Of course, there are those in the Church who have become disillusioned, not least among the overstretched clergy; and it’s clear why some might feel defeated by the demands of their role, as the age profile of the clerical workforce creeps up, their numbers fall and yet the demands increase, simply in order to keep the system going – however unsustainable it may be.
But alongside the question of clergy morale there is this. I would wager that there’s scarcely a Catholic parent in the country who would take the initiative to encourage their son to become a priest, any more than they would encourage their daughter to join a religious order, even if in time they might become supportive of their child’s choice.
Once upon a time, especially in working class communities, junior seminary got your son a better education than might otherwise have been the case, while his transfer to senior seminary provided bragging rights. In a large family, a son in the church did not deprive the parent of the prospect of grandchildren. For the son it offered financial security – or at least a job for life and no worries about where the next meal was coming from – and, over time, it made him literally a commanding figure in the community. He’d always be looked up to and looked after, even if he be crabby or quirky.
Perhaps the picture given above was always a caricature of the actual interplay of forces that encouraged Catholic boys to think about a priestly vocation and encouraged the men they became to stay. But each of the struts that held up the structure has been whittled away in my lifetime. England’s last junior seminary finally closed in 1992 and to our unchurched contemporaries, the idea of inviting teenagers to choose a celibate path seems ridiculous, if not pernicious.
The large Catholic family has scarcity value. Vows and promises for life have generally – and painfully – assumed a more provisional character in our secularised consumer culture. And, far from being at the top of the tree, the parish priest may well be not only one of the least well-paid residents in the area but also one of the least well-regarded. The reputation of Catholic clergy had taken a battering long before the Independent Inquiry into Child Sexual Abuse reported last year.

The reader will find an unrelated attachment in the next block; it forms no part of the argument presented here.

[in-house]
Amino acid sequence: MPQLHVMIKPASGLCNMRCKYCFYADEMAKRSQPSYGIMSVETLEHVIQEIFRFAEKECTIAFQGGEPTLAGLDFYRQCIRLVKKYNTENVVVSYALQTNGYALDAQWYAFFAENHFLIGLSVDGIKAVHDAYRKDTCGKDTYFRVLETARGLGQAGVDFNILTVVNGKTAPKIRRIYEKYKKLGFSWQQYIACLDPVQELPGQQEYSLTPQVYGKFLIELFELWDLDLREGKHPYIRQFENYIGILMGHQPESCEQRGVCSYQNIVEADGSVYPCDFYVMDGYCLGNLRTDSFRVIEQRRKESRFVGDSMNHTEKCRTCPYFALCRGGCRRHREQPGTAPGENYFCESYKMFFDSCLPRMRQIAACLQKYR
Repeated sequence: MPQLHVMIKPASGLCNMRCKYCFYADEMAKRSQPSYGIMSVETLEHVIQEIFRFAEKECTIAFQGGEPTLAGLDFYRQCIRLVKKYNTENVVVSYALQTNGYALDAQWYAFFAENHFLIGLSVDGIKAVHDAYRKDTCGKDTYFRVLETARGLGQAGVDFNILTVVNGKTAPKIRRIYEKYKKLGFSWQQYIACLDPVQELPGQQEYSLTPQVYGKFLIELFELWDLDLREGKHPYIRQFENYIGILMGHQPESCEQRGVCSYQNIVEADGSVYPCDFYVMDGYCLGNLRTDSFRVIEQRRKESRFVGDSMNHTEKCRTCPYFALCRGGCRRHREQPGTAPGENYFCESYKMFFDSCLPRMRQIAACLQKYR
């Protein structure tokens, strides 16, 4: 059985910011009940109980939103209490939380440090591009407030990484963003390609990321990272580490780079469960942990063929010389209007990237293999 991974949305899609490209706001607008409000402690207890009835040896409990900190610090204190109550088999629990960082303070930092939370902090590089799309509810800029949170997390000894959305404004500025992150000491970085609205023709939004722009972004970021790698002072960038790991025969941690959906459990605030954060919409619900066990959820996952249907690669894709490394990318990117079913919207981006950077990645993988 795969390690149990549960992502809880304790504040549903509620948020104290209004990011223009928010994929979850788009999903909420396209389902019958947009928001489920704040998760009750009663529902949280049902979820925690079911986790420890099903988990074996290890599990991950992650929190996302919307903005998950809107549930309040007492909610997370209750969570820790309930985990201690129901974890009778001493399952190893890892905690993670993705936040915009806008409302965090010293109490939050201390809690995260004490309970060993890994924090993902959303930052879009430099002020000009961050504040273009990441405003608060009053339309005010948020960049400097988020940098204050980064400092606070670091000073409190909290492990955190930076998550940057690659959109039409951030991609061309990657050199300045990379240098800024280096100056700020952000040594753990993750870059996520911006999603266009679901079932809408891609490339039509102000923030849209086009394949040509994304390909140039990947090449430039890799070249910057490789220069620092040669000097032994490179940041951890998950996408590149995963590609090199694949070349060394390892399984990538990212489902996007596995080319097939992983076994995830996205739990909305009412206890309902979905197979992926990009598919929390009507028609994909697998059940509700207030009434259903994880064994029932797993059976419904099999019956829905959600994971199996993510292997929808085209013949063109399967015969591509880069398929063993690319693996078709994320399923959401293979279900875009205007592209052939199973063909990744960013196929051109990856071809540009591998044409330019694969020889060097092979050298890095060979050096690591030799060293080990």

So most individual families no longer pray for a vocation from among their own. But neither do most parishes. As far as I know, the community I serve has not produced a single priest, religious sister or brother in the 56 years since our building was completed. Is my parishioners’ apparent failure spontaneously to pray for vocations simply a matter of honesty; recognition that, given that they wouldn’t want it for their own sons, praying for others to supply the need would be rather hypocritical? “Dear God, please send someone else,” is an ancient prayer, but not a very noble one.
What about myself? Should I as a pastor be the one storming heaven with prayer for vocations, since – on a good day – I’m personally not trying to dodge the call? While I do not regret my choice and am delighted to welcome others who discern a call to ordination, personally I’d rather pray for the vocation of the community than for the sending of a new cleric from elsewhere. If a congregation has a healthy understanding of the call of each member to use their gifts in the service of all, then there is a hope of new individual vocations to ordained ministry and lay pastoral leadership being recognised, supported and brought to fruition – assuming we don’t narrow the selection criteria too much before we start. Instead of searching among the thinning ranks of twenty- and thirty-something unattached males at Sunday mass, we need to look to those within the community who already live as disciples, fully involved and committed, with a habit of prayer and a life of service, for signs of the Lord supplying our need.
A generation back a National Office For Vocation was set up by the bishops’ conference to instil a wider culture of vocation within which all might discern their calling. Yet on the fourth Sunday of Easter, yesterday, it was still “vocations to the priesthood and religious life” that we were bidden to pray for, leaving aside marriage and the single state, leaving aside all the other vocational dimensions of life – political and social action, teaching, nursing, caring, public service. It feels like it’s all about ordination.
And swiftly we encounter the collision between the Magisterium and contemporary culture (much as with LGBT+ issues). The notion that you have to be male to be a priest is met with incredulity by many young people today; heard by many young women as an indication that there’s no place here for them. The teenage moral sense does not take kindly to perceived unfairness. Old arguments from Tradition or ancient anthropology hold little water for Generation Z. So what convincing – as opposed to technically correct – answer can be given to their question: “Why can’t girls be priests?” They’re waiting. Or maybe not so much.
I carry on contentedly in my priesthood, though I’d rather be called pastor or presbyter – my priesthood comes about through baptism, not ordination. But, given that the number of clergy in my diocese will halve within a decade, I find it hard to imagine the current parochial system outlasting my generation without significant structural change.
The question then is this: is it that we are not praying hard enough for vocations? Or is the problem that we are not listening to God’s answer to our prayer?
Fr Rob Esdaile is parish priest of Our Lady of Lourdes, Thames Ditton, Surrey